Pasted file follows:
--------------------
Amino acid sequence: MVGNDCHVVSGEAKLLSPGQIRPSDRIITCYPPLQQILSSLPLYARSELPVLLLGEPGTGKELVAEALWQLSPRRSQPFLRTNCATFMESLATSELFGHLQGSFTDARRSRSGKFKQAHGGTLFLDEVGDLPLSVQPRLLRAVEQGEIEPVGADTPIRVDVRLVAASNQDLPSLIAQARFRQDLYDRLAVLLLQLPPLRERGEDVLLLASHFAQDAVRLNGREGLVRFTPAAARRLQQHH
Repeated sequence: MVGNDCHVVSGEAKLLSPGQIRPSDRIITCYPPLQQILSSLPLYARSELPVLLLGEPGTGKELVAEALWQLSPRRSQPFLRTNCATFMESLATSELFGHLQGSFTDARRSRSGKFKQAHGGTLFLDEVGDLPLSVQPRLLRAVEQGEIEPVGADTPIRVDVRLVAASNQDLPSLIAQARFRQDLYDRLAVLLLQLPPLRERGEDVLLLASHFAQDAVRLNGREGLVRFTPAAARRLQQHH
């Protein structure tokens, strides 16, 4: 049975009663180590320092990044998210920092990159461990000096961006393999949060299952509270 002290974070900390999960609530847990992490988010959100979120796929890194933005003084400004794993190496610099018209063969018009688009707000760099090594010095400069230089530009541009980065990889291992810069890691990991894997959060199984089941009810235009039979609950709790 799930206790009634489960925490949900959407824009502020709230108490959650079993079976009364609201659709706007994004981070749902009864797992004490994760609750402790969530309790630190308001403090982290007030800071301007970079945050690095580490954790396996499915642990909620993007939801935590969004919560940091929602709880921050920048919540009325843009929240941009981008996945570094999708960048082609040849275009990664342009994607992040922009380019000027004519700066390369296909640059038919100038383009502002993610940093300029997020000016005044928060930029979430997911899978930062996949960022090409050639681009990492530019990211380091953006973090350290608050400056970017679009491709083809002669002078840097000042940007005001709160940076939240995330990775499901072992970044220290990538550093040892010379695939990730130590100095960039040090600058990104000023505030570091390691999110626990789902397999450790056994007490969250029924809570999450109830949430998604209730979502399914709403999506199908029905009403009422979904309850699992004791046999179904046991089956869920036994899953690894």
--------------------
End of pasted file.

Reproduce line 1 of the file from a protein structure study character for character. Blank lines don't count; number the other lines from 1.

Amino acid sequence: MVGNDCHVVSGEAKLLSPGQIRPSDRIITCYPPLQQILSSLPLYARSELPVLLLGEPGTGKELVAEALWQLSPRRSQPFLRTNCATFMESLATSELFGHLQGSFTDARRSRSGKFKQAHGGTLFLDEVGDLPLSVQPRLLRAVEQGEIEPVGADTPIRVDVRLVAASNQDLPSLIAQARFRQDLYDRLAVLLLQLPPLRERGEDVLLLASHFAQDAVRLNGREGLVRFTPAAARRLQQHH